For a programmer, there are always two games - the game, and the metagame. Often it's much more fun writing software to play the game for you. This is a post about a project I wrote in winter 1999.

I remember first trying the horse puzzle from Jewels of the Oracle. It is a puzzle where one must arrange nine squares by positioning and turning them such that each adjacent pair of edges matches properly. It seemed to me like a fun, straightforward programming challenge. You can see a screenshot of it here.

I threw a brute-force solver together using Turbo Pascal and ran it on our 486DX2/66, but that wasn't quite enough power for the task. Fortunately, my dad had just taken delivery of a Pentium II/366 laptop, which happened to be wasting cycles just then. I transferred the program over and my dad ran it in the background. After about a minute, the computer started emitting a loud hissing noise. Worried, we examined the situation closer and realized that the laptop's fans had kicked into overdrive, due to high and constant processor load... which yielded a solution in only a few minutes.

I never sat down to think about it seriously, but although the problem space of that particular puzzle is very large, I reckon the number of solutions is fairly large as well. Or it could just be that I got really, really, really lucky and that my encoding of the problem results in finding a solution so "low" in the problem space index.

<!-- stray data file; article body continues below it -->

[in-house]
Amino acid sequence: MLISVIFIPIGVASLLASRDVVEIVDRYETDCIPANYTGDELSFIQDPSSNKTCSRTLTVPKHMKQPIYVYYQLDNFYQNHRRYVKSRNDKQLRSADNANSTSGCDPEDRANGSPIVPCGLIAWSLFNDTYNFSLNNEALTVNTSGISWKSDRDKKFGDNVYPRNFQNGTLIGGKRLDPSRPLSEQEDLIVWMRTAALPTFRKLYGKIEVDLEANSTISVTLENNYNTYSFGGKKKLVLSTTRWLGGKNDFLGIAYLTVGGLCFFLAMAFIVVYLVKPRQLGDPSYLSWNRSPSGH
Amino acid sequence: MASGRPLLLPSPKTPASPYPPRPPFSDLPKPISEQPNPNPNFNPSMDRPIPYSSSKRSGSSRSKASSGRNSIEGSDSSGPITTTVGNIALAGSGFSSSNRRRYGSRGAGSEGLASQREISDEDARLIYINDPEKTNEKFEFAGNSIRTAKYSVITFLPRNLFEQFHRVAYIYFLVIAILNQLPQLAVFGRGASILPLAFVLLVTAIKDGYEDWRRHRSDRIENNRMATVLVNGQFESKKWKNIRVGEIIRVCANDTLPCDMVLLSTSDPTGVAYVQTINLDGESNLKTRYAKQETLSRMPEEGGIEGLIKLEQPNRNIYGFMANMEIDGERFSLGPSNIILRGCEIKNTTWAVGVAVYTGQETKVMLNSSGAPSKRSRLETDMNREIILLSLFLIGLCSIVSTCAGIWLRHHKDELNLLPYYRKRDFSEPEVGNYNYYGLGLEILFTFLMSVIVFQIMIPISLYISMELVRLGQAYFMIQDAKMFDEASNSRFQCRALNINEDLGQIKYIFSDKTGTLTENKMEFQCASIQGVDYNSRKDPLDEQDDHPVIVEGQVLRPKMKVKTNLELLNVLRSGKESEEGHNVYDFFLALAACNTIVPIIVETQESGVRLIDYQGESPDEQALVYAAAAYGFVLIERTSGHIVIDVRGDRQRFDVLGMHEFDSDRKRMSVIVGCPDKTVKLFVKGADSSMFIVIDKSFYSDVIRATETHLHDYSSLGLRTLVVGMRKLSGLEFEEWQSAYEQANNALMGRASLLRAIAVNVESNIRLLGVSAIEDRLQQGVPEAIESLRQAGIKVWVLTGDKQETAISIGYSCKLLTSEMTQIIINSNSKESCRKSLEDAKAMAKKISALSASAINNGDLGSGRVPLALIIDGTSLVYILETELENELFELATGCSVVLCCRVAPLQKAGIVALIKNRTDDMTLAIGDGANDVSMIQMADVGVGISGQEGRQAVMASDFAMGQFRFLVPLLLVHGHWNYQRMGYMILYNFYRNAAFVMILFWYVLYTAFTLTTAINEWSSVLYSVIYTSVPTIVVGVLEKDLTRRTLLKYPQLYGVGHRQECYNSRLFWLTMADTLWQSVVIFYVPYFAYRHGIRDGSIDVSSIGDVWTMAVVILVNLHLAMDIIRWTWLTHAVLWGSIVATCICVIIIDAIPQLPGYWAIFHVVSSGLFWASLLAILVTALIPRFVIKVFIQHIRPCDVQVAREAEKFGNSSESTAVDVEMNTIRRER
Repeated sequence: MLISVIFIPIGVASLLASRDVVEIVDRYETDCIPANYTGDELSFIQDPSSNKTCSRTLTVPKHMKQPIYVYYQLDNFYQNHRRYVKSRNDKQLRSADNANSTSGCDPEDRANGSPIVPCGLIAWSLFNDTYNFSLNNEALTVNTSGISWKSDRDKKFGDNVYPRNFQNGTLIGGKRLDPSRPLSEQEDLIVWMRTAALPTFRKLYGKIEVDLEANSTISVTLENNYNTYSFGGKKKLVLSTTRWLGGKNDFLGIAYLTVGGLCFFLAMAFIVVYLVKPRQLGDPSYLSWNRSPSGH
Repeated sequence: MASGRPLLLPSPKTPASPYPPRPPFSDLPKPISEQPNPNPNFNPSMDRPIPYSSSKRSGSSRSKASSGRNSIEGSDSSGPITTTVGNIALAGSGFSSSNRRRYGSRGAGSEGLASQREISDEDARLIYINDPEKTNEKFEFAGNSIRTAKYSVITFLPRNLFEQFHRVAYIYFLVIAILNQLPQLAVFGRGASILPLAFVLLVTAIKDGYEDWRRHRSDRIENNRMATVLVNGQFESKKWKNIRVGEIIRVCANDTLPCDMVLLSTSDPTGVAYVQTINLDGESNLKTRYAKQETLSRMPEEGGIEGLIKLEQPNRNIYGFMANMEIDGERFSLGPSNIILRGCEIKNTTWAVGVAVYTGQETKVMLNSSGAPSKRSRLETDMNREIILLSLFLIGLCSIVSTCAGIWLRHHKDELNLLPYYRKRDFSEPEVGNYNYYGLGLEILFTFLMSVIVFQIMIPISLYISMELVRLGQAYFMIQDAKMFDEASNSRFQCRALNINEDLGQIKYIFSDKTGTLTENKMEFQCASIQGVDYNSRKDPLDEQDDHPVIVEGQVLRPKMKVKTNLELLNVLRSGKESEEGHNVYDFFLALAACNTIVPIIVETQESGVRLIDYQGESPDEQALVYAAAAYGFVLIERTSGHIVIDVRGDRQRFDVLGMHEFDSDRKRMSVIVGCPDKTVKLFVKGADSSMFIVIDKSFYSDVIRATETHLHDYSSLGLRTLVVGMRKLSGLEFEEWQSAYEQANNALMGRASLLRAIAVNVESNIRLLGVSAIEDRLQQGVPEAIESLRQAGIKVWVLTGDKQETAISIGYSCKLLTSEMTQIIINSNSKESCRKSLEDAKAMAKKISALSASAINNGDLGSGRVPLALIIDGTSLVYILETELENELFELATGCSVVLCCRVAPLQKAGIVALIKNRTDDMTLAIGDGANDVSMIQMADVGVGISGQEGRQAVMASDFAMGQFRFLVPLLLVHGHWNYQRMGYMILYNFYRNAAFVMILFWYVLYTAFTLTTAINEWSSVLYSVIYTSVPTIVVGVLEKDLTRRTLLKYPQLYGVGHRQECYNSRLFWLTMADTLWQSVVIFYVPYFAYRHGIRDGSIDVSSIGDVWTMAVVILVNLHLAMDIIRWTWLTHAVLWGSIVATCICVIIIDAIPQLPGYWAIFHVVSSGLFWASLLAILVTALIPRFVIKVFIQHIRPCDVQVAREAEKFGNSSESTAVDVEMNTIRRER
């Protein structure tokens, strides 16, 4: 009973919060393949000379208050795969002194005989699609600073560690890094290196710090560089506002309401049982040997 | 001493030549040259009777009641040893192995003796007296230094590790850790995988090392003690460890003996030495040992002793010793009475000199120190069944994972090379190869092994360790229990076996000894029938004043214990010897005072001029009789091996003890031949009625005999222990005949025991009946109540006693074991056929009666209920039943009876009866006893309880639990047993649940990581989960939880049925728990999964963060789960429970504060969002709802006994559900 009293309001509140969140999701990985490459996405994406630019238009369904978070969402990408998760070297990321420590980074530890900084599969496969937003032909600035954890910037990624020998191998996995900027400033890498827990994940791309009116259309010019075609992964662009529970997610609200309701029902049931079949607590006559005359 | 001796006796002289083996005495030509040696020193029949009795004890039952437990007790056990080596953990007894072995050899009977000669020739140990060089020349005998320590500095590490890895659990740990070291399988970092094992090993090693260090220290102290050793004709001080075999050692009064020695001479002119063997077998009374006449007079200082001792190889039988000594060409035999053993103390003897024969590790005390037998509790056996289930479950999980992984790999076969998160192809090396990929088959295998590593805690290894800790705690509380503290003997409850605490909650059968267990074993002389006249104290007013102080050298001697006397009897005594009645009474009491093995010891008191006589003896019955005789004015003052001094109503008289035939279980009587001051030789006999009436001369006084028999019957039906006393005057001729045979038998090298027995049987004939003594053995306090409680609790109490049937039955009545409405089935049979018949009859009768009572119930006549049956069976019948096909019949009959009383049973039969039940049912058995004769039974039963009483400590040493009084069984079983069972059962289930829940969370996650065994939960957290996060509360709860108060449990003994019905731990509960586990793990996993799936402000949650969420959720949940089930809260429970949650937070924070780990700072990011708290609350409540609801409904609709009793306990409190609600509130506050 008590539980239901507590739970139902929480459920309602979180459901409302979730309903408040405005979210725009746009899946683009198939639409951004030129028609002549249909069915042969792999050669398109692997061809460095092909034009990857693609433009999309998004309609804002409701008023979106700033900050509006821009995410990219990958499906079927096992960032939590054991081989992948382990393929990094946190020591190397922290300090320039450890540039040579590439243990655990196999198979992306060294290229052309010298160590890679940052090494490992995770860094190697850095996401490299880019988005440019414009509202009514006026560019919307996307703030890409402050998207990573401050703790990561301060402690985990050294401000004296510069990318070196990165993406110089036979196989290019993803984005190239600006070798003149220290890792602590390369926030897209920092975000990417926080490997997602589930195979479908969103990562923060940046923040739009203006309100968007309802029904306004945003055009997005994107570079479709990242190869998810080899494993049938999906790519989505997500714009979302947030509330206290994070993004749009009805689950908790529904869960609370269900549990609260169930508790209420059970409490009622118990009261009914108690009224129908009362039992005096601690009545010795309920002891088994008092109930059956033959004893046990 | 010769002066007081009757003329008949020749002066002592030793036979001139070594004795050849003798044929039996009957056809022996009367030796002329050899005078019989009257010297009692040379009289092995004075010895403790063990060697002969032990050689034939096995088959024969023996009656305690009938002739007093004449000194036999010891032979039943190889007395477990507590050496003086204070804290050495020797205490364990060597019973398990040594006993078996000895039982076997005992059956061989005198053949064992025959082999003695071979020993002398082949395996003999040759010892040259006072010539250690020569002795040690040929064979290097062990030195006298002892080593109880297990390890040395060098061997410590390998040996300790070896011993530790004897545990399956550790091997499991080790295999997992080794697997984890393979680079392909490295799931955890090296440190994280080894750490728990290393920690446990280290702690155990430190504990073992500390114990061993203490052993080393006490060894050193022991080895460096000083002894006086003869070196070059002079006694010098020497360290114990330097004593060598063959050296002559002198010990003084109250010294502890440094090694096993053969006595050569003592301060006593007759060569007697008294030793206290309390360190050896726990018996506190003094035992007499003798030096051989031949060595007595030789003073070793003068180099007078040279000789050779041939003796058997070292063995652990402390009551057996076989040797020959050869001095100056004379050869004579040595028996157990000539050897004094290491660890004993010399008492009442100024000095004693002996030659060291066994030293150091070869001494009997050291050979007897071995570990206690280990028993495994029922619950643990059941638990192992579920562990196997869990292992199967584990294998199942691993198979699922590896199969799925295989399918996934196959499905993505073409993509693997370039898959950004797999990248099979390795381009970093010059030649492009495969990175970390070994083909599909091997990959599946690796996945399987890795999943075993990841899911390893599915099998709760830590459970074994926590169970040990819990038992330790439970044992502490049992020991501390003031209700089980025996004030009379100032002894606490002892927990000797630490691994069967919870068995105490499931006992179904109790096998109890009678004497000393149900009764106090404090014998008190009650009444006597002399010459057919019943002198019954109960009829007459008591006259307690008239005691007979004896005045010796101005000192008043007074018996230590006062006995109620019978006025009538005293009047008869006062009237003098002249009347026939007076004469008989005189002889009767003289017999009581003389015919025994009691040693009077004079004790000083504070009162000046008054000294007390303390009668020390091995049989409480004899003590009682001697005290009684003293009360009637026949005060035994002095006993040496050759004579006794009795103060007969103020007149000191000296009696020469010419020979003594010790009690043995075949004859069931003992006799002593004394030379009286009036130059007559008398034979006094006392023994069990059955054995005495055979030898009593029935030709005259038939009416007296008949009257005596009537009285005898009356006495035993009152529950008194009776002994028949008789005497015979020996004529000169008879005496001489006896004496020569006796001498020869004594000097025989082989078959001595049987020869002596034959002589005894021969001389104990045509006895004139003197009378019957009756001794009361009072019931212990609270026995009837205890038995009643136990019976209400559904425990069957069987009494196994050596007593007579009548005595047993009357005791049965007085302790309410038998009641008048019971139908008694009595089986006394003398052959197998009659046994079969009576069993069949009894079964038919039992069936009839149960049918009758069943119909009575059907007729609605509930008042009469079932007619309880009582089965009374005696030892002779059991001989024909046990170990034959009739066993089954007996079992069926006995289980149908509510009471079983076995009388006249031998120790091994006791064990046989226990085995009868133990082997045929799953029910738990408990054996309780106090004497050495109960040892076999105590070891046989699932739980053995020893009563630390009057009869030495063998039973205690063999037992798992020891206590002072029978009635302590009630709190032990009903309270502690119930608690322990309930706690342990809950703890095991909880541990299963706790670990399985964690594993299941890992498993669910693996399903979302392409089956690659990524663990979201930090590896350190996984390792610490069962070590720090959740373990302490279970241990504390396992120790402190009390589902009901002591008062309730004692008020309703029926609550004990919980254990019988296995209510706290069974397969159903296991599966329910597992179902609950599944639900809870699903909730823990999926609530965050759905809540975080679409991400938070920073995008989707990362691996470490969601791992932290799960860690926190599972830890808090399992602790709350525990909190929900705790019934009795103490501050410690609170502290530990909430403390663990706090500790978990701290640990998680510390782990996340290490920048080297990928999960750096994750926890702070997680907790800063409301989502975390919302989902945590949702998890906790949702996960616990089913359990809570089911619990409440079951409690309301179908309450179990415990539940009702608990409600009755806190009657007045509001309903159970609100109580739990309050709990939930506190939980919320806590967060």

This following one actually represents a solution, whereby all 1's are beside 2's, all 3's are beside 4's and all 5's are beside 6's.

I had at one point estimated that a Pentium III running at 600 MHz could probably exhaust the solution space in 45 minutes to an hour.

I remember first trying the horse puzzle from Jewels of the Oracle. It is a puzzle where one must arrange nine squares by positioning and turning them such that each adjacent pair of edges matches properly. It seemed to me like a fun, straightforward programming challenge. You can see a screenshot of it here.

I threw a brute-force solver together using Turbo Pascal and ran it on our 486DX2/66, but that wasn't quite enough power for the task. Fortunately, my dad had just taken delivery of a Pentium II/366 laptop, which happened to be wasting cycles just then. I transferred the program over and my dad ran it in the background. After about a minute, the computer started emitting a loud hissing noise. Worried, we examined the situation closer and realized that the laptop's fans had kicked into overdrive, due to high and constant processor load... which yielded a solution in only a few minutes.

I never sat down to think about it seriously, but although the problem space of that particular puzzle is very large, I reckon the number of solutions is fairly large as well. Or it could just be that I got really, really, really lucky and that my encoding of the problem results in finding a solution so "low" in the problem space index.

The solver doing its thing. Solutions flash by quite fast. |

More solving work. |

A solution. |

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